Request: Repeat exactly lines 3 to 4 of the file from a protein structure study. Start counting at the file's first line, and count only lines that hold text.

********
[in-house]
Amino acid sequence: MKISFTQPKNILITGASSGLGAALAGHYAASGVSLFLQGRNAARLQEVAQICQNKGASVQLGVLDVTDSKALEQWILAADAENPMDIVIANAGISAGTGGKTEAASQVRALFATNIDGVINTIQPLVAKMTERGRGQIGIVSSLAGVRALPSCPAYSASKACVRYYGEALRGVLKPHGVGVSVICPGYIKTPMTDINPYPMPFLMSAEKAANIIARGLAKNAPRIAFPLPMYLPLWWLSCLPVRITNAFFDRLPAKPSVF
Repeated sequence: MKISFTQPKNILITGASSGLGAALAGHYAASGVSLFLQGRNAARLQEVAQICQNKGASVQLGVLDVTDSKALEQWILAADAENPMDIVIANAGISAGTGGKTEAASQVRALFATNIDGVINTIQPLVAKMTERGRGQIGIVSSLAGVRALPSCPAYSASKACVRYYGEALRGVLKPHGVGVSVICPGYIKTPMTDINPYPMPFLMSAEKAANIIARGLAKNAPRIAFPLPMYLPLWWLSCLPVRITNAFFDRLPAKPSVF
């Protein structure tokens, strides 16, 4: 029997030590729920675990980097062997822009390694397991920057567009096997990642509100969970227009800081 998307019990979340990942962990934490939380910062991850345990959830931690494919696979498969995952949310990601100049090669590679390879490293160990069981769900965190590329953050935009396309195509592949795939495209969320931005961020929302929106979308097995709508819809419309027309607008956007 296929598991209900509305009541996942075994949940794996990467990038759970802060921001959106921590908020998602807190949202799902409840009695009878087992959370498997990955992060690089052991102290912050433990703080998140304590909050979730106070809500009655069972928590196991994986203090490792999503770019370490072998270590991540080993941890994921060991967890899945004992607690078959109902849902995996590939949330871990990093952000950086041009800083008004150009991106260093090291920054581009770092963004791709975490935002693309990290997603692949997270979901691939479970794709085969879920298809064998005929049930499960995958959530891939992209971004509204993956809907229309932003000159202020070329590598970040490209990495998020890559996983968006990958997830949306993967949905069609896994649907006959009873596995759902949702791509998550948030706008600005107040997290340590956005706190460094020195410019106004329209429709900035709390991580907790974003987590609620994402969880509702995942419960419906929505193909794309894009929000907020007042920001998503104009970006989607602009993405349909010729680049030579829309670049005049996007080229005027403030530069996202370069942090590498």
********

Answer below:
Repeated sequence: MKISFTQPKNILITGASSGLGAALAGHYAASGVSLFLQGRNAARLQEVAQICQNKGASVQLGVLDVTDSKALEQWILAADAENPMDIVIANAGISAGTGGKTEAASQVRALFATNIDGVINTIQPLVAKMTERGRGQIGIVSSLAGVRALPSCPAYSASKACVRYYGEALRGVLKPHGVGVSVICPGYIKTPMTDINPYPMPFLMSAEKAANIIARGLAKNAPRIAFPLPMYLPLWWLSCLPVRITNAFFDRLPAKPSVF
């Protein structure tokens, strides 16, 4: 029997030590729920675990980097062997822009390694397991920057567009096997990642509100969970227009800081 998307019990979340990942962990934490939380910062991850345990959830931690494919696979498969995952949310990601100049090669590679390879490293160990069981769900965190590329953050935009396309195509592949795939495209969320931005961020929302929106979308097995709508819809419309027309607008956007 296929598991209900509305009541996942075994949940794996990467990038759970802060921001959106921590908020998602807190949202799902409840009695009878087992959370498997990955992060690089052991102290912050433990703080998140304590909050979730106070809500009655069972928590196991994986203090490792999503770019370490072998270590991540080993941890994921060991967890899945004992607690078959109902849902995996590939949330871990990093952000950086041009800083008004150009991106260093090291920054581009770092963004791709975490935002693309990290997603692949997270979901691939479970794709085969879920298809064998005929049930499960995958959530891939992209971004509204993956809907229309932003000159202020070329590598970040490209990495998020890559996983968006990958997830949306993967949905069609896994649907006959009873596995759902949702791509998550948030706008600005107040997290340590956005706190460094020195410019106004329209429709900035709390991580907790974003987590609620994402969880509702995942419960419906929505193909794309894009929000907020007042920001998503104009970006989607602009993405349909010729680049030579829309670049005049996007080229005027403030530069996202370069942090590498």